Hayden’s first run for Congress came during a 1911 special election called in anticipation of Arizona statehood. With the Democratic party’s influence in Territorial politics, winning the party primary was tantamount to winning the general election. Hayden was considered an underdog to two other Democratic challengers and received an endorsement from only one Arizona newspaper. Due to his duties as sheriff along with his Arizona Territorial National Guard service, Hayden had become known to political leaders throughout the territory. These acquaintances, combined with the influence of his father’s good reputation, allowed Hayden a surprise win in the Democratic primary before his election to the United States House of Representatives.[20]

Sheriff Carl Hayden in Tempe to lobby for funding of the Salt River Project.[16] Hayden led the Arizona Territory delegation to the 1904 Democratic National Convention in St. Louis. Later in 1904 he was elected Maricopa County treasurer. Hayden’s two years as treasurer provided him practical experience with public finance and budgetary processes. After one term as county treasurer, he chose to pursue the more lucrative office of sheriff—the position providing a travel budget and a percentage of collected fees. The November 1906 election saw Hayden defeat his Republican and Prohibition party challengers by the largest margin of victory in any of the county races.[17] By the time Hayden became sheriff, Maricopa County had transformed from a Wild West frontier into a quiet agricultural settlement.[18] Based in Phoenix, which had grown to a population of 10,000 people, he performed duties such as maintaining order, collecting fees from saloons and gambling halls, transportation of prisoners to other parts of the territory, and enforcing local ordnances such as a Phoenix law requiring local Indians wear pants instead of a breechcloth when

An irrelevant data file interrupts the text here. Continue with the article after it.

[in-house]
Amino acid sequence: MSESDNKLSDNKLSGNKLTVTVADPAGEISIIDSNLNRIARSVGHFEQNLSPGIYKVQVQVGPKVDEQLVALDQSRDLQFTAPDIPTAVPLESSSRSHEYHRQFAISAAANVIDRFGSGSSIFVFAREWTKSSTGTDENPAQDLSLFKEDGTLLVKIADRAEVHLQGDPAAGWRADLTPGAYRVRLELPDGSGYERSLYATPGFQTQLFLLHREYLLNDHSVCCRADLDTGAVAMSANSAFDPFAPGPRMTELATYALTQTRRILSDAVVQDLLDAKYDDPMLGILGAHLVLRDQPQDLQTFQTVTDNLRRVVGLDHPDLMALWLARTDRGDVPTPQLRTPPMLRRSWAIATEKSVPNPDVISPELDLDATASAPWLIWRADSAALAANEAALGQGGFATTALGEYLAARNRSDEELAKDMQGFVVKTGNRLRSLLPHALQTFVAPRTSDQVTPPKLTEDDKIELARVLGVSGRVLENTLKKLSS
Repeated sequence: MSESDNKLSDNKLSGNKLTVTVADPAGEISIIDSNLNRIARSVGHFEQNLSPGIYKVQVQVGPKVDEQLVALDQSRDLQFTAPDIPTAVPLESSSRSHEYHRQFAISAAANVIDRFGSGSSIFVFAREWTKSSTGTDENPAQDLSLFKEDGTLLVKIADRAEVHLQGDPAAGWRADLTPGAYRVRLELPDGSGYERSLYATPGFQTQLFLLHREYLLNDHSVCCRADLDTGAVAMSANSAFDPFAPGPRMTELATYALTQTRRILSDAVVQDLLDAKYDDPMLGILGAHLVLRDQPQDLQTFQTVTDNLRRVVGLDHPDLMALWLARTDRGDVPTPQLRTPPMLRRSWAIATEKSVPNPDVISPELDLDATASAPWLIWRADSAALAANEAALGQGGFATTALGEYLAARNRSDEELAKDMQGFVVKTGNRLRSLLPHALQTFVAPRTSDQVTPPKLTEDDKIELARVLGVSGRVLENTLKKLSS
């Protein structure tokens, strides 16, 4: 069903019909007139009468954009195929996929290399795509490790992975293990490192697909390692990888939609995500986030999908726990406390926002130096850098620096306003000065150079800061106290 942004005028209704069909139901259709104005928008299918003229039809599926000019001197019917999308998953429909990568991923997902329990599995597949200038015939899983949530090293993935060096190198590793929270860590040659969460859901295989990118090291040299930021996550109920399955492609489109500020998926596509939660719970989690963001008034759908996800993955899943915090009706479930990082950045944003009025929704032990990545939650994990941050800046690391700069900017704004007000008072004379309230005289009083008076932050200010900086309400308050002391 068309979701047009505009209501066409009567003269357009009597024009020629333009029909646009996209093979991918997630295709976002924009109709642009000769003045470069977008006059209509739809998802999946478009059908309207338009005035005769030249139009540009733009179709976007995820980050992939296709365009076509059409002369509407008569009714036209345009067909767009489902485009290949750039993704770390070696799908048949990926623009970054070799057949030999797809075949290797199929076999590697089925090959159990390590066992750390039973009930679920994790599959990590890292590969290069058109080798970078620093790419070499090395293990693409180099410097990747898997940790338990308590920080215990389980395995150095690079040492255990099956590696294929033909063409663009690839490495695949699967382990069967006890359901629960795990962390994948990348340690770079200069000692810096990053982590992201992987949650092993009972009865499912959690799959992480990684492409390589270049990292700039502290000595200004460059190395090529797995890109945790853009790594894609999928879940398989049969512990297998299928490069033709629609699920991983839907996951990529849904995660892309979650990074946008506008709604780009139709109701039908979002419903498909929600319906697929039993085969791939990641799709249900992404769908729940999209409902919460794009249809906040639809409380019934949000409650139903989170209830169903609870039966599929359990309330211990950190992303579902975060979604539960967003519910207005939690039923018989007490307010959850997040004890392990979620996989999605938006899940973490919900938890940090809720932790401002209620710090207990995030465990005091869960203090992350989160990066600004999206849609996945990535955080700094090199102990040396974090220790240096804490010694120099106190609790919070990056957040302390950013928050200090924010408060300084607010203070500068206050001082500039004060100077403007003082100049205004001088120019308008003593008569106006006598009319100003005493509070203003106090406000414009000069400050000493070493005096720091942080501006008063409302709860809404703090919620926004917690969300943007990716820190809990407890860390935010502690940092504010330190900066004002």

Carl Hayden (c. 1916) The 1911 election set a number of precedents that would characterize Hayden’s later political campaigns. The first was his